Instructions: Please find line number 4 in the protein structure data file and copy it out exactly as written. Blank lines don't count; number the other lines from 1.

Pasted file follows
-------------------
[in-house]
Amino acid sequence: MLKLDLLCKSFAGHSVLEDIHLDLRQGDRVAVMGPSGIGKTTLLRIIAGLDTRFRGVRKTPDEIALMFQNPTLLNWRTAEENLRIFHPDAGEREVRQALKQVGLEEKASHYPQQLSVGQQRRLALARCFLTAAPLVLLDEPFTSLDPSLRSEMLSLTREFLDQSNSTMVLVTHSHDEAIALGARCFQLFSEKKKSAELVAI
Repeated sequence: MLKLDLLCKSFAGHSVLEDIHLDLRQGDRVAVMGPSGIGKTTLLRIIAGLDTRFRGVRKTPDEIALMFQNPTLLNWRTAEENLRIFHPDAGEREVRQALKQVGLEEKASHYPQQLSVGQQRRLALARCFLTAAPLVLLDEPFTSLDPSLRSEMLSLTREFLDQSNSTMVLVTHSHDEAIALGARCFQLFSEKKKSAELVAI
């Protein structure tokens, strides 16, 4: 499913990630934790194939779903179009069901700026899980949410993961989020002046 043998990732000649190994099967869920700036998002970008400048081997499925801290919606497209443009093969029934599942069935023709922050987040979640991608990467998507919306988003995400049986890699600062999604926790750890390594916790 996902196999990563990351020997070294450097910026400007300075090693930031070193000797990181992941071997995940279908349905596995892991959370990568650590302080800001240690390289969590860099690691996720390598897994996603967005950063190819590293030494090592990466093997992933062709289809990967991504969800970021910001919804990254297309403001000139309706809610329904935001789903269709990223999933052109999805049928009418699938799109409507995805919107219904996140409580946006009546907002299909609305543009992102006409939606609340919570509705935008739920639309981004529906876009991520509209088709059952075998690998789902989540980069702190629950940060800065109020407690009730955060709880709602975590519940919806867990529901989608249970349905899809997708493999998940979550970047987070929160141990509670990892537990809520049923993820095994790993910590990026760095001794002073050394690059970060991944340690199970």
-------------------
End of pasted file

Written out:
């Protein structure tokens, strides 16, 4: 499913990630934790194939779903179009069901700026899980949410993961989020002046 043998990732000649190994099967869920700036998002970008400048081997499925801290919606497209443009093969029934599942069935023709922050987040979640991608990467998507919306988003995400049986890699600062999604926790750890390594916790 996902196999990563990351020997070294450097910026400007300075090693930031070193000797990181992941071997995940279908349905596995892991959370990568650590302080800001240690390289969590860099690691996720390598897994996603967005950063190819590293030494090592990466093997992933062709289809990967991504969800970021910001919804990254297309403001000139309706809610329904935001789903269709990223999933052109999805049928009418699938799109409507995805919107219904996140409580946006009546907002299909609305543009992102006409939606609340919570509705935008739920639309981004529906876009991520509209088709059952075998690998789902989540980069702190629950940060800065109020407690009730955060709880709602975590519940919806867990529901989608249970349905899809997708493999998940979550970047987070929160141990509670990892537990809520049923993820095994790993910590990026760095001794002073050394690059970060991944340690199970």